Well at least that makes for some easy math. On a good day I can connect via dial-up at 44Kbps, so, ummm, your speed is 1,000 times faster than mine. :(:(:(
     
  16. stevegmu macrumors regular

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    #17
    You guys don't have something like this?

    http://www.skywayusa.com/
     
  17. sushi Moderator emeritus

    sushi

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    #18
    :p

    FWIW, in my apartment building, I can go with VDSL (about 100Mbps) for around $45 per month.

    But for right now, what I have is fast enough for what I need. :)

    I think that his issues were more with the lag due to the distance the signal must travel.

    The satellite concept looks promising to me since eventually, if I understand correctly, the user can have world wide access once the system is deployed. And as technology improves, the equipment will get smaller. Just look at the current satellite dishes for TV compared to what they were 20 years ago. Who knows, maybe someday land lines will be a thing of the past. Beam me up Scotty! :)
     
  18. Mammoth macrumors 6502a

    Mammoth

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    #19
    @$!& I pay $45/month or so for 1.5Mbps. :mad:
     
  19. Abstract macrumors Penryn

    Abstract

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    #20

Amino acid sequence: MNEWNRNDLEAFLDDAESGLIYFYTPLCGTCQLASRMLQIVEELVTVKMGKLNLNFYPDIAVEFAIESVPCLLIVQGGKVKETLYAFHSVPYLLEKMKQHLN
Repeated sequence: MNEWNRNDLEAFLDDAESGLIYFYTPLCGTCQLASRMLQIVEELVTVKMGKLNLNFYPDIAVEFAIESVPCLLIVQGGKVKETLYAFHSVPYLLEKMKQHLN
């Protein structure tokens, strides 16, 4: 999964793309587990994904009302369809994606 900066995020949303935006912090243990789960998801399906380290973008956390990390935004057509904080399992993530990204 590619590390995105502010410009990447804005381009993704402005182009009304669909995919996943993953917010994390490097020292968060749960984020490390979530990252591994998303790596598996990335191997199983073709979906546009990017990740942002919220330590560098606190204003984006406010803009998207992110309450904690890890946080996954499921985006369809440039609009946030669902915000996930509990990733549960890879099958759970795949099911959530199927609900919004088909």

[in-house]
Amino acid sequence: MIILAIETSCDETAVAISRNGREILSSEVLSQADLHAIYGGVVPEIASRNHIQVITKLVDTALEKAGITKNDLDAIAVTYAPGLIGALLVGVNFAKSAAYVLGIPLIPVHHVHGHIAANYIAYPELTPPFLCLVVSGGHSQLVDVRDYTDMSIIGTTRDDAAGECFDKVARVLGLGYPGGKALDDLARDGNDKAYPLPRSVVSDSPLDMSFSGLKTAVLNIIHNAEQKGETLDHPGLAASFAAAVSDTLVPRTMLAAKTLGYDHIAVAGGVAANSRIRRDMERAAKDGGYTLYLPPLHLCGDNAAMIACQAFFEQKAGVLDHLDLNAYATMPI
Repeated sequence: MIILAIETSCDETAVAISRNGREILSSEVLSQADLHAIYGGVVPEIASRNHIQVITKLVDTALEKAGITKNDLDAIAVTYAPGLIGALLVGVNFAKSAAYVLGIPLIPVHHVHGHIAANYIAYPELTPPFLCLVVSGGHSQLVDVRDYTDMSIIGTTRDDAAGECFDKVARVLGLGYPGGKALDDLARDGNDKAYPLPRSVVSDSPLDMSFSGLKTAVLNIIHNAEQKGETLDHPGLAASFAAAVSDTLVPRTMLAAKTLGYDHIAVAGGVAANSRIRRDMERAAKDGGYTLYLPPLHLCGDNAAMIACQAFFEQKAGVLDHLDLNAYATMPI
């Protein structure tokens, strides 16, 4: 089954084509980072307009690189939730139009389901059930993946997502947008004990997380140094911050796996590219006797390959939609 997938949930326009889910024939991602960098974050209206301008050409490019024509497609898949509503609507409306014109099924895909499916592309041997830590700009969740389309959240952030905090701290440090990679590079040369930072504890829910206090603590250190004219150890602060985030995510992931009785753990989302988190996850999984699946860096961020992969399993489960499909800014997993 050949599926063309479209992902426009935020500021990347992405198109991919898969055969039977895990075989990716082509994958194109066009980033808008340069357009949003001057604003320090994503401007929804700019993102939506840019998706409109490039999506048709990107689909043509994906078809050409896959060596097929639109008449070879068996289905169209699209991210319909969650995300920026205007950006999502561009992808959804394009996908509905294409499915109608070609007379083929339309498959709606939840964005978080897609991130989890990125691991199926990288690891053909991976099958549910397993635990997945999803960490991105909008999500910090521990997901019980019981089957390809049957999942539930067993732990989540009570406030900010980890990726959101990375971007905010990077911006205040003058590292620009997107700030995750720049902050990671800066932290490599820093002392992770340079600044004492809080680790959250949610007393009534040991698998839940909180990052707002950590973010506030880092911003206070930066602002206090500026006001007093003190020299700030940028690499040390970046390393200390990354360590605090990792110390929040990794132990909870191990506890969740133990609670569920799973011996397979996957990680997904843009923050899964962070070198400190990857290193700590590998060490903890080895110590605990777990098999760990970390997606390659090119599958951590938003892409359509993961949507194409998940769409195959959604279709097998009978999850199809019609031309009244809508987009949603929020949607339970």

Sushi's goal of making all of us feel jealous has succeeded. ;)
     
  20. eRondeau macrumors 6502a

    eRondeau

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    #21
    Read their FAQ's -- my points are all in there. Only change is that SkyWay uses dial-up internet to upload/request data, and satellite to download. Which is probably worse in the long run, because your computer has to acknowledge every block of data it receives, so even 50K dial-up is a built-in bottleneck. Latency is advertised as a half-second because your data is "only" making a 50,000 mile trip. They enforce a "Reasonable Use Policy" that slows your speed to a trickle once you've hit your data cap. And, installation is still fairly costly -- and many common installation scenarios require extra-cost add-ons. I've looked at most of the satellite providers in Canada and the USA and they are all pretty much the same.
     
  21. SkyBell macrumors 604

    SkyBell

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    #22
    Yeah, I'm not exactly sure what kind of internet we have.

    I've always thought this was satellite internet, but I'm not sure...

    http://boernewireless.com

    I'll take a picture of our "satellite" tomorrow. It looks more like an antenna then a satellite.
     
  22. stevegmu macrumors regular

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    #23
    They don't say any of that in the commercial they have been running recently.
     
  23. Abstract macrumors Penryn

    Abstract

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    #24
    Is it because commercials are only 30 seconds long, and so they only explain the benefits of their service?
     
  24. catfish743 macrumors 6502

    catfish743

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    #25
    Wow, that is intense. But just think, when it is common, 125 Gigabits per second will be the new technology. Oh how technology advances. :D